Crestwood mayor returns after brief health scare

Robinson ready to refocus on city government after hospitalization for pneumonia

By BURKE WASSON

After a brief health scare, the man who presides over Crestwood’s city government is easing back into that role.

Crestwood Mayor Roy Robinson said he is recovering well from a recent bout with pneumonia, which hospitalized him for five days.

But the first-term mayor said after several days of rest, he’s ready to jump back into city affairs — but not yet quite at the same pace as before.

“I was told not to overdo it,” Robinson said. “Just take my time, and if I didn’t have to do things normally, just reduce the amount of time I spend. So I have done a little bit of that.”

Robinson’s pneumonia kept him out of the city’s May 23 Board of Aldermen meeting and also a May 22 trip to the International Council of Shopping Centers annual convention, “Breaking New Ground,” in Las Vegas, Nev.

“I thought I was going to get to go (to Las Vegas), but I’m glad I didn’t try,” Robinson said. “My doctor said I’d never made it back if I had.”

But even though he was physically unable to attend at that time, Robinson said he believes City Administrator Frank Myers and Economic Development Specialist Ellen Dailey had very productive meetings.

Myers has said that he and Dailey met with the Westfield Corp., which owns the Westfield Shoppingtown Crestwood, to discuss revitalization efforts to the mall and also spoke with several restaurants interested in coming to Crestwood.

With a future visit from Westfield corporate officials to a Board of Aldermen meeting scheduled as well as other city affairs, Robinson said he is looking forward and will be ready to preside over Tuesday’s board meeting.

At the moment, he said he is still working a bit every day as mayor, but has been told to not do too much.

“I’m still making it in probably pretty much every day, but what I’m doing is doing what I need to do and then going resting,” Robinson said.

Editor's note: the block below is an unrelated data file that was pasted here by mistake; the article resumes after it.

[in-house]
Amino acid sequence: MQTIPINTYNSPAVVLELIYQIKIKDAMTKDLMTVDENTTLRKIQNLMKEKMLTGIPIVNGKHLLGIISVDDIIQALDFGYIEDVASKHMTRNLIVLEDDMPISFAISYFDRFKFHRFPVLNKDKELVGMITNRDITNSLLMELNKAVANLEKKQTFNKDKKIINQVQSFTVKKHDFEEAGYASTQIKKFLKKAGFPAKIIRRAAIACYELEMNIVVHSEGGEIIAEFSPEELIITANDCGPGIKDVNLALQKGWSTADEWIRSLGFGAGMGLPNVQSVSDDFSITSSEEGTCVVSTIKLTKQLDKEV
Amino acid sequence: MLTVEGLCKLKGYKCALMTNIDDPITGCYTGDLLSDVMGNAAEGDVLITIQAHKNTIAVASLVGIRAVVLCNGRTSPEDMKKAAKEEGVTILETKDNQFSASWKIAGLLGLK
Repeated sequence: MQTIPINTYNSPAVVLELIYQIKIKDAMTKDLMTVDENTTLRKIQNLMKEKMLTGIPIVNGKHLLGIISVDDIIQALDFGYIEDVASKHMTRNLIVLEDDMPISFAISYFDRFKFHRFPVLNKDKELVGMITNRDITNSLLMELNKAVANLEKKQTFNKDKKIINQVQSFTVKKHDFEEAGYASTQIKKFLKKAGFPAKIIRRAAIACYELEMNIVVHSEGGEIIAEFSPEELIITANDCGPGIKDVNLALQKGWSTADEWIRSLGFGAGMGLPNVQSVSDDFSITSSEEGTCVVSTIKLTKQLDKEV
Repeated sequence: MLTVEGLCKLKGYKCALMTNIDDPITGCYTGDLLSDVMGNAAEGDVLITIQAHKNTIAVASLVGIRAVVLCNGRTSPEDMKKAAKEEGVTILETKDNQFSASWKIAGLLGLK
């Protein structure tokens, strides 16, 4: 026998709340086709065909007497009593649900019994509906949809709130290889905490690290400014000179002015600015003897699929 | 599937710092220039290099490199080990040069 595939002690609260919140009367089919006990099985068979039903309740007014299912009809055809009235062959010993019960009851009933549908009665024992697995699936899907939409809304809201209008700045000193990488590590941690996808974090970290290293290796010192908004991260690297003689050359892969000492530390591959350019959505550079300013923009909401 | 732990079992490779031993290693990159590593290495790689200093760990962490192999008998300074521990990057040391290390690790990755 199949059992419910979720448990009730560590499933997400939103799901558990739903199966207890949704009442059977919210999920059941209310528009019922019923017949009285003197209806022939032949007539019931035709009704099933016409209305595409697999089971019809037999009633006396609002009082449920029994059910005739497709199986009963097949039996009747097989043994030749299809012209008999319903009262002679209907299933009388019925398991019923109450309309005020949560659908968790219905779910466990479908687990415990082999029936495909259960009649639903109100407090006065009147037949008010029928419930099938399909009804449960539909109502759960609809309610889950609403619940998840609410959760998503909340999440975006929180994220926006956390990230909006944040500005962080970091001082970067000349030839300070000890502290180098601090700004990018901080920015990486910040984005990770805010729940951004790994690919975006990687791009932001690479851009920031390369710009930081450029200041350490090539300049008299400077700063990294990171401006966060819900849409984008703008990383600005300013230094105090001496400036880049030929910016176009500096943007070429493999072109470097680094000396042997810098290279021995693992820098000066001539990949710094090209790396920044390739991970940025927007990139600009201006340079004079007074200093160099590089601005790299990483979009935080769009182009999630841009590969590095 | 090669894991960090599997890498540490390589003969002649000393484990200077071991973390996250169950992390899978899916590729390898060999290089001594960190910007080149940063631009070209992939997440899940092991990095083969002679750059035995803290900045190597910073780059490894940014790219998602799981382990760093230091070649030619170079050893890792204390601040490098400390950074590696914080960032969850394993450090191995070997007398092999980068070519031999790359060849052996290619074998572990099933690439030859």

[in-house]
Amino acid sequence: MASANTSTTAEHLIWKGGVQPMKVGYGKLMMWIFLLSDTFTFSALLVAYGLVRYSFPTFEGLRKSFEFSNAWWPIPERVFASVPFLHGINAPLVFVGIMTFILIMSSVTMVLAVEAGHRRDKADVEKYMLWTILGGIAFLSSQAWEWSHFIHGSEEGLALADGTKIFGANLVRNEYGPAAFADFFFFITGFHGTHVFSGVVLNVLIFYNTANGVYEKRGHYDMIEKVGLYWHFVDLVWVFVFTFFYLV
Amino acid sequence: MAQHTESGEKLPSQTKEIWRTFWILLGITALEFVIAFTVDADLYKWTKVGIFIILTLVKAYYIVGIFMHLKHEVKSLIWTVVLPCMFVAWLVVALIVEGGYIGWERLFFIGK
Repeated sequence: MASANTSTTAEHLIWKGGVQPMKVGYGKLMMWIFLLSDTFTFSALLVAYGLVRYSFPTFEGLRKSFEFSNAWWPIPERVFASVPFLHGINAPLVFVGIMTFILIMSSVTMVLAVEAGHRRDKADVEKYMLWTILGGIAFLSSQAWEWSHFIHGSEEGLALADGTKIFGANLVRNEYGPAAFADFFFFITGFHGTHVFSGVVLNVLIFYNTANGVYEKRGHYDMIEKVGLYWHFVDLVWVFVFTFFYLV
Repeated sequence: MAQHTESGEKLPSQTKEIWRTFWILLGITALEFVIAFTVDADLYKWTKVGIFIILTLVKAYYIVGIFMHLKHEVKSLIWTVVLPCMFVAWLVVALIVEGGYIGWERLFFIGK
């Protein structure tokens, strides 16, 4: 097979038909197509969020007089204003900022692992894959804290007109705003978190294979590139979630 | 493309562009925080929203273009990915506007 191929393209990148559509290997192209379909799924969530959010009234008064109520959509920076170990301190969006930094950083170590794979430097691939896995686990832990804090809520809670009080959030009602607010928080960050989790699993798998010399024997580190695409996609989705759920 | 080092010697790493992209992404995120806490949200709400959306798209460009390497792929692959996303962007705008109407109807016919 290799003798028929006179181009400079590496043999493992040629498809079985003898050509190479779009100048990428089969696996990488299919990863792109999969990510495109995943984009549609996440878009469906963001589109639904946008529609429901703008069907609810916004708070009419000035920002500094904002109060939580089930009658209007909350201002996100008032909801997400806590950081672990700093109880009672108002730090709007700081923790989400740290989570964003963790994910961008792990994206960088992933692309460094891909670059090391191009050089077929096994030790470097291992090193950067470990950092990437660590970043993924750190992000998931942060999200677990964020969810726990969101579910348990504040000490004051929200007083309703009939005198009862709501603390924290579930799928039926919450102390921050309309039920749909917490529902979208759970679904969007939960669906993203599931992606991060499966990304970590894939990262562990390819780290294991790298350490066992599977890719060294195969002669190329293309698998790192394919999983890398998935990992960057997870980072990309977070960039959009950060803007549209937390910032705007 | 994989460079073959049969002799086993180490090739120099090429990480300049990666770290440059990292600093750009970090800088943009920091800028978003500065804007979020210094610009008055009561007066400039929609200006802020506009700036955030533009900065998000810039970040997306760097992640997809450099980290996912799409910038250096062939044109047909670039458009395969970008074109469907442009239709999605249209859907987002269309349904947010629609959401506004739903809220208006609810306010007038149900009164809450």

“I’ll be right back (at Board of Aldermen meetings) unless something happens. Like I said, you never know. But I plan on being back full doing my full thing as soon as the doctor tells me that I can go full steam. But the thing about it is nothing … even going half rate, I still make all the meetings and all that. I would have made the last one, but I couldn’t do anything about that. I was in the hospital.”

Robinson said while he has no certain way of knowing how exactly he got pneumonia, he believes his immune system was down after several public meetings and duties that he had to perform as mayor.

“I think I got run down and, you know, just my immune system was run down a little bit,” Robinson said. “And then I think I kept getting these … I went to a lot of meetings where you shake hands and there’s kids and I think I kept getting these little things that are going around and finally it just caught up with me.”

The mayor said he has been taking oral antibiotics and was also intravenously medicated during his stay in the hospital, which he said was absolutely necessary for his health.

But now that the hospital stay is over and he’s back in the Crestwood mayor’s office, Robinson said he will refocus his energy on city business while also watching his health.

“That’s it, that’s part of life,” he said. “I just take it one day at a time. I don’t get upset over, you know, something that just doesn’t go on right. That’s the way life is.”

Since Robinson’s illness, the Board of Aldermen has unanimously approved amendments to ordinances previously approved in January to place proposed changes to the Crestwood charter on the Nov. 7 ballot.

The proposed changes include eliminating term limits for aldermen, adding a censure provision for elected officials who violate the charter as opposed to dismissing them from office, modernizing the charter’s language and reducing the number of signatures needed for an initiative, recall and referendum.

The mayor will be present for the board’s concluding discussion Tuesday on whether to opt out of this year’s state sales-tax holiday, which is scheduled to run from Aug. 4 to Aug. 6.

The deadline to notify the state is June 20 — 45 days before the Aug. 4 sales-tax holiday begins.

The state sales-tax holiday does not in-clude all sales, as customers would be limited to not having to pay sales tax on clothing and shoes priced less than $100 per item, school supplies priced less than $50 per purchase, computer software priced less than $200 per item and computers and computer equipment priced less than $2,000 per item. The sales-tax holiday does not include restaurants.

Crestwood has participated in past tax breaks for customers, but Myers said that because this year’s sales-tax revenue is already below projections, he is against the city’s involvement.

However, Ward 1 Alderman Richard Breeding has said that he believes the city could benefit from participating in the sales-tax holiday because of the added advantage Crestwood would have over several neighboring cities that are not taking part in this year’s sales-tax break.